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Part of the tree which was cut for the Split-top Roubo Workbench had a beautiful Y in it. I ripped a book matched straight edge on one side and had to glue a little bark back on. It was a bit of a surprise that the bark stayed on the rest of the sides considering it was the ash-borer beetle that prematurely killed this tree. I had to hand plan and sanded the entire bench as it would not fit thru the 15" planer. This had proven very difficult due to the highly figured, multi-directional wood grain. Tear-out was frequent, so a majority of the work was done on the belt sander.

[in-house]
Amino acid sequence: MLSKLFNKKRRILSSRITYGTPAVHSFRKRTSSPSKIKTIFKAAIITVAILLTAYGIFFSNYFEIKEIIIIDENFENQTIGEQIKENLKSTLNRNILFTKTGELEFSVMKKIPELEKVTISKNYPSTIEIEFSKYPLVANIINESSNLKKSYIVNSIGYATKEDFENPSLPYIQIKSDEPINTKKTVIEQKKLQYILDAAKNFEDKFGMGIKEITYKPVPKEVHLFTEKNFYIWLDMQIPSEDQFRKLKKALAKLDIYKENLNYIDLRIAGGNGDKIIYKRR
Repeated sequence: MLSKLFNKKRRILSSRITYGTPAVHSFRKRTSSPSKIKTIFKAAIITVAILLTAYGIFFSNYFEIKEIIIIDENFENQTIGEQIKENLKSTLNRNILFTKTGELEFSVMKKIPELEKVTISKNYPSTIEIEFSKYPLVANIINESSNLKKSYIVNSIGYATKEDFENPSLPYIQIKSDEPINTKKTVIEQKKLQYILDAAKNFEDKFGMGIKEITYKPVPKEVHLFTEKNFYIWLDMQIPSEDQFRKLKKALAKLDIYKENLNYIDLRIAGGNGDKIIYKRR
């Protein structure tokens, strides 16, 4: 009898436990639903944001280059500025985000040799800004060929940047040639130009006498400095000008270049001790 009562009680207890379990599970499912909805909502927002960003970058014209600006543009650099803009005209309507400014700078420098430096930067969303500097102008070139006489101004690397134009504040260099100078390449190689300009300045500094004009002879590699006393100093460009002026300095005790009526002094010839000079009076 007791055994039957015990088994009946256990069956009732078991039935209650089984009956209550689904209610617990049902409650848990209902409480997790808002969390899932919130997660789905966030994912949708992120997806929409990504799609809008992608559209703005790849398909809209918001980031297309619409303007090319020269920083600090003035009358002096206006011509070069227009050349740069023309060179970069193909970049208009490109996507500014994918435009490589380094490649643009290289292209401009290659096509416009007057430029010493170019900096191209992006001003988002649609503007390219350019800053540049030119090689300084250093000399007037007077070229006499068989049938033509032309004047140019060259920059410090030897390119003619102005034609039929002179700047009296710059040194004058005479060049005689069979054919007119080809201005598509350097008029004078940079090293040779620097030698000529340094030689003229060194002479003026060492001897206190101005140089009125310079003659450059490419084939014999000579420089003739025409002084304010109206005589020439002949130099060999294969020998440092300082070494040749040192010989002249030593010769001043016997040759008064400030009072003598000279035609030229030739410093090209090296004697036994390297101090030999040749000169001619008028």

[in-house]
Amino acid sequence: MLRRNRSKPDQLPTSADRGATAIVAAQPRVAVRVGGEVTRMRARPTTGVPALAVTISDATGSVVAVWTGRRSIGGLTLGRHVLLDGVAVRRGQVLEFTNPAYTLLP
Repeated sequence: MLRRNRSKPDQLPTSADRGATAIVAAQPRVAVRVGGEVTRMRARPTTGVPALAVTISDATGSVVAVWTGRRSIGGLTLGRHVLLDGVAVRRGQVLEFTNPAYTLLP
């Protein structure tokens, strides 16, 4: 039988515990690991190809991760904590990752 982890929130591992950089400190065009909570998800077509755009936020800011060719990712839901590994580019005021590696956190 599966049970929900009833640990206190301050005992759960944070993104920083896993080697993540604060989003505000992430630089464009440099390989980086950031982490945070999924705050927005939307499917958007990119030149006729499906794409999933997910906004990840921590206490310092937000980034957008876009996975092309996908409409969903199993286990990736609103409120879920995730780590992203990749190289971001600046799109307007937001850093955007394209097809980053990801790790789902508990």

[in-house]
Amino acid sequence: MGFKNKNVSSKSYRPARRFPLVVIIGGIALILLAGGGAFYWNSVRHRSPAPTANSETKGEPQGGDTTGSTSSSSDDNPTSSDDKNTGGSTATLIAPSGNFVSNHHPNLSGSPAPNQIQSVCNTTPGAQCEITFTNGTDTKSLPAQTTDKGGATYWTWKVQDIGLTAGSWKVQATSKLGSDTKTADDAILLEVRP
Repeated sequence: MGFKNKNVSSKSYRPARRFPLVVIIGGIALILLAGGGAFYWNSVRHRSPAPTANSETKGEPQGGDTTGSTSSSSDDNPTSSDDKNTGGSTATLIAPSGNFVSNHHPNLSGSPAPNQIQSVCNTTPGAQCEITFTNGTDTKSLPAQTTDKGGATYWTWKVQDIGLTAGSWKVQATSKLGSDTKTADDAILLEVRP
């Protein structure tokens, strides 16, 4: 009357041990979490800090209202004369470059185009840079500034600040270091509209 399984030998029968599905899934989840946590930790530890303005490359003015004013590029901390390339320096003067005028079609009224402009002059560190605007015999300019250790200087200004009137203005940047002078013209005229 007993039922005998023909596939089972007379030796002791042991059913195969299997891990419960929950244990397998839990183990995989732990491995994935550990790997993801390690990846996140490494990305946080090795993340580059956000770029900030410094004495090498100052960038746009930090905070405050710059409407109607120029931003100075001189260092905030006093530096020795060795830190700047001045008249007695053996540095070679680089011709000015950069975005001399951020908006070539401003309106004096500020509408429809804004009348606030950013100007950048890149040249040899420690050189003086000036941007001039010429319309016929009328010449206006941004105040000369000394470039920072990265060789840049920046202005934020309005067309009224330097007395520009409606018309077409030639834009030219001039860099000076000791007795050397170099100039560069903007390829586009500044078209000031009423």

I had never used dutchmen before (also called bow-ties) in any work. I thought it would look nice to have a highly contrasting material like black walnut. The idea of dutchmen is to prevent further splitting of the cracks. The opposing grain and "V" shaped inserts are meant to pull the opposing forces the crack naturally creates and prevent it from further separation. The slab is just under 8/4 (2") and the dutchmen are about 5/4 (1.25") deep.
The surfaces were all finished with General Finishes Exterior 450 water based poly. One brushed coat and 4 sprayed created a pretty nice finish. It's likely I put a few more on in the near future to make it a little smoother.